Seeing that we are a small but growing federation of fifty-four churches, you may not have heard of us; however we would like to introduce ourselves to you in the hope that you may come to know who we are and what we stand for.
Who are we?
Our name succinctly describes us.
We are Canadian meaning that God has placed us in this beautiful country with the calling to proclaim the gospel of Jesus Christ, to live as respectable citizens and to promote the coming of His kingdom.
We are Reformed, meaning that our roots reach back to the great Reformation of the 16th Century, when God caused His church to return to the fundamentals of the Christian faith, namely; Scripture alone, faith alone, grace alone.
We are Church meaning that we are a gathering and a community of people who believe in and worship a Triune God, namely God the Father who has created us and continues to sustain us, God the Son who has redeemed us and is our Mediator, and God the Holy Spirit who renews us so that we can live for Him.
Our churches are relatively new to the North American continent, the first church being instituted in 1950. Despite our relatively brief presence here, we have a long history that goes back to Europe, to Asia, to Israel, in fact to the very beginning of time.
When God called Abraham out of Ur of the Chaldeans, he made him into a nation for himself, from which the Saviour would come. When the Saviour Jesus Christ came, his own did not receive him, so that before his Ascension, he commissioned his disciples to go to all the nations, baptizing them into the name of the Father, the Son, and the Holy Spirit. Thus the church was no longer solely in Israel, but spread into all of what is now known as Asia, and eventually into Europe. In time, however, Scripture no longer was solely authouritive, but was placed on par with, and soon in second place to, man’s decree.
The Great Reformation
In the 16th Century, God sent men such as Martin Luther in Germany, Urich Zwingli in Switzerland, John Calvin in France, and John Knox in Scotland to bring the church back to living under the Divine Word of God. This great Reformation impacted many parts of Europe, including the Netherlands, the country from which many members in our churches trace their roots. It was not long before a Synod was held in this country to deal with a new teaching.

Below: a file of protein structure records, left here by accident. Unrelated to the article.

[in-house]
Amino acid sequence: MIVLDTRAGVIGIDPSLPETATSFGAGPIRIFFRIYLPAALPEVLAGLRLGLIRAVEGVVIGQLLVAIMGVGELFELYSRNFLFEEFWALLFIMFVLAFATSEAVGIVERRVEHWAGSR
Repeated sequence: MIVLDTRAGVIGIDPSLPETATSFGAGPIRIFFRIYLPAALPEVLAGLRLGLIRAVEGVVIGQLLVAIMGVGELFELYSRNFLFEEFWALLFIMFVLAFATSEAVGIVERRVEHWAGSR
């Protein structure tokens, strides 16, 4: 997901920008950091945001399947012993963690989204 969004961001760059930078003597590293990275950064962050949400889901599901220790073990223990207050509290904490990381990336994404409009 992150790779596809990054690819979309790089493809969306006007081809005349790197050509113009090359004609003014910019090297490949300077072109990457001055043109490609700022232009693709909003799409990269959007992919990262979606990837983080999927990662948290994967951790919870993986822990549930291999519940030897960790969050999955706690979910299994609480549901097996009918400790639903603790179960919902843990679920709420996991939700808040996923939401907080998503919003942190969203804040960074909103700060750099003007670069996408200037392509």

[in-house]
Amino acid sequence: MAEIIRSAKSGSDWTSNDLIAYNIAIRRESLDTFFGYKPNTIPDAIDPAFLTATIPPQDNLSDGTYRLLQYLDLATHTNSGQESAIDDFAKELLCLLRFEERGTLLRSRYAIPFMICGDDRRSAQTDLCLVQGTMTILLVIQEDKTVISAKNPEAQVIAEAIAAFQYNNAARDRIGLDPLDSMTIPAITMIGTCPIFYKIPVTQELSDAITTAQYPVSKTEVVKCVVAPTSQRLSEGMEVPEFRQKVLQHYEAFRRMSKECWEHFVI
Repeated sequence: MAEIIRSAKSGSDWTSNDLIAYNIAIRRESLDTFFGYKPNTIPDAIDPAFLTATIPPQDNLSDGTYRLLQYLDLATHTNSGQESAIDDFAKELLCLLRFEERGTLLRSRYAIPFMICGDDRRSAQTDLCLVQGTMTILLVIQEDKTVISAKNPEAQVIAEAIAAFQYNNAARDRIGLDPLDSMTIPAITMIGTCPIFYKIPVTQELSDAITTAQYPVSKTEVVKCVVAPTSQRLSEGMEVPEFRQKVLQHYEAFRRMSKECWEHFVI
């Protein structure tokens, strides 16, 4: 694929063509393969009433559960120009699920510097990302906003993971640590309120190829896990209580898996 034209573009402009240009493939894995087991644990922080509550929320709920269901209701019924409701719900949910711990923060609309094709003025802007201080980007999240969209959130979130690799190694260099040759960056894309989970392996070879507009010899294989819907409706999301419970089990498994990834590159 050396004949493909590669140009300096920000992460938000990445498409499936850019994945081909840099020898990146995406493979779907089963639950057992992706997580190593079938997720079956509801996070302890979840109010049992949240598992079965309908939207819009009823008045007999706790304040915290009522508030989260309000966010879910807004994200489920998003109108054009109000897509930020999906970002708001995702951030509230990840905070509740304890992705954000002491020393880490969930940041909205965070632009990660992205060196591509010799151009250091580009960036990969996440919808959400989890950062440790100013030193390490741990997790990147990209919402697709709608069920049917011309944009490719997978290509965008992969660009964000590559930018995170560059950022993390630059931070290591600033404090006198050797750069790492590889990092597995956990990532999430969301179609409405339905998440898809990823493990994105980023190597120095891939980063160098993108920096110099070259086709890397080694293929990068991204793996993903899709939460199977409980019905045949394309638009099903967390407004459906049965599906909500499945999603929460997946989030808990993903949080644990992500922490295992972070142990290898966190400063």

The Synod of Dordrecht 1618-19
This synod, which included delegates from many different countries in Europe, had to deal with the teachings of Jacob Arminius. His attempt to inject a man-centered emphasis on the matter of salvation was refuted by this renowned Synod, giving the sovereignty of God’s grace it’s rightful place.
The First Secession of 1834
For many years, the state of the Netherlands had jurisdiction over the church. When this church deviated from its biblical and confessional basis, a number of ministers voiced their concerns against the hierarchical form of church government, a system which left no room for the autonomy of the local church. When these ministers were either expelled from the Dutch Reformed Church, or departed on their own, they established the Reformed Churches of the Netherlands, laying claim to the continuation of the true, Reformed church.
The Second Secession of 1886
Fifty-two years later, the issues of the first secession were still plaguing the state Church. The well-known theologian and statesman Abraham Kuyper led a second exodus out of the Dutch Reformed Church for similar reasons as the first. In 1892, he also played a key role in the subsequent union of the two churches who had seceded.
The Third Secession of 1944
If you don’t know your history, you are bound to repeat it. This was the case in the Reformed Churches of the Netherlands. Despite having left the Dutch Reformed Church for errors related to the doctrine and government of the Church, K. Schilder and Dr. S. Greijdanus had to confront the churches of the similar errors. This time, the Synod of the Reformed churches made their dubious view of the covenant and baptism binding on all ministers and members. Those who were expelled or departed of their own accord, came together as a new federation, the Reformed Churches of the Netherlands (Liberated).
Church History and World History are often intertwined. The third secession in the Netherlands occurred while WWII was raging. When the war was over, there was a massive immigration to North America and Australia from the Netherlands. Immigrants from the Reformed Churches of the Netherlands (Liberated) took up contact with existing churches of the Reformed persuasion, in the hope of worshipping together. That hope soon disappeared. The Protestant Reformed Church expected the immigrants to accept a disputable doctrinal statement relating to election and the covenant. This they refused to do. What’s more, the Christian Reformed Church took sides with those in the Netherlands who had earlier expelled these newly arrived immigrants, making it impossible to be bonded in a federation.
As a consequence of this ecclesiastical climate in North America, the first Canadian Reformed Church was instituted on April 16, 1950 in Coaldale, Alberta. It was soon followed by churches in Edmonton, Neerlandia, Orangeville, New Westminster, Chatham, and elsewhere.
On September 14, 1952, the first church service of the Canadian Reformed Church of Smithville was held, and in 1953 it was the first church of the federation to have its own church building. In 1970, a “daughter” congregation was born in Lincoln, alleviating the healthy problem of too many members for the building. Fifteen years later, the church was bursting at the seams again, necessitating a congregation to form in the hamlet of Attercliffe.
God blessed this new congregation with steady growth. After eighteen years, it was necessary for another church to grow out of Attercliffe. On August 10, 2003, the Canadian Reformed Church of Dunnville instituted.